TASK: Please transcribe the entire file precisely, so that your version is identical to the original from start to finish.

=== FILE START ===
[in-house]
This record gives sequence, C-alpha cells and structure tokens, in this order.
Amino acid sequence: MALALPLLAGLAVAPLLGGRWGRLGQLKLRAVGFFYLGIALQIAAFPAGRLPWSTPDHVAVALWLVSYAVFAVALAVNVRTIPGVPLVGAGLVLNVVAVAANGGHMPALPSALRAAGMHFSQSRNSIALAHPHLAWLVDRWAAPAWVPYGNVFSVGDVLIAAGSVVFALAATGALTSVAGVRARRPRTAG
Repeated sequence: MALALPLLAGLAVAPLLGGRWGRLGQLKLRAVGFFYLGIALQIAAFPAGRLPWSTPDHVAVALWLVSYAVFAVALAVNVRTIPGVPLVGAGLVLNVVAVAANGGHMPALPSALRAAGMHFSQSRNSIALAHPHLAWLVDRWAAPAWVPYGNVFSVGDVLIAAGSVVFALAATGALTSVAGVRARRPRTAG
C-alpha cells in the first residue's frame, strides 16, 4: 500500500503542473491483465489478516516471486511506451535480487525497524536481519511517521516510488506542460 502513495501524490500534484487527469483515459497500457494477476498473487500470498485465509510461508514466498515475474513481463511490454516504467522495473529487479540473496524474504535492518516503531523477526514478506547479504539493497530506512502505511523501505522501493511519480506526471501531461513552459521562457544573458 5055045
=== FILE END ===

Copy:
[in-house]
This record gives sequence, C-alpha cells and structure tokens, in this order.
Amino acid sequence: MALALPLLAGLAVAPLLGGRWGRLGQLKLRAVGFFYLGIALQIAAFPAGRLPWSTPDHVAVALWLVSYAVFAVALAVNVRTIPGVPLVGAGLVLNVVAVAANGGHMPALPSALRAAGMHFSQSRNSIALAHPHLAWLVDRWAAPAWVPYGNVFSVGDVLIAAGSVVFALAATGALTSVAGVRARRPRTAG
Repeated sequence: MALALPLLAGLAVAPLLGGRWGRLGQLKLRAVGFFYLGIALQIAAFPAGRLPWSTPDHVAVALWLVSYAVFAVALAVNVRTIPGVPLVGAGLVLNVVAVAANGGHMPALPSALRAAGMHFSQSRNSIALAHPHLAWLVDRWAAPAWVPYGNVFSVGDVLIAAGSVVFALAATGALTSVAGVRARRPRTAG
C-alpha cells in the first residue's frame, strides 16, 4: 500500500503542473491483465489478516516471486511506451535480487525497524536481519511517521516510488506542460 502513495501524490500534484487527469483515459497500457494477476498473487500470498485465509510461508514466498515475474513481463511490454516504467522495473529487479540473496524474504535492518516503531523477526514478506547479504539493497530506512502505511523501505522501493511519480506526471501531461513552459521562457544573458 5055045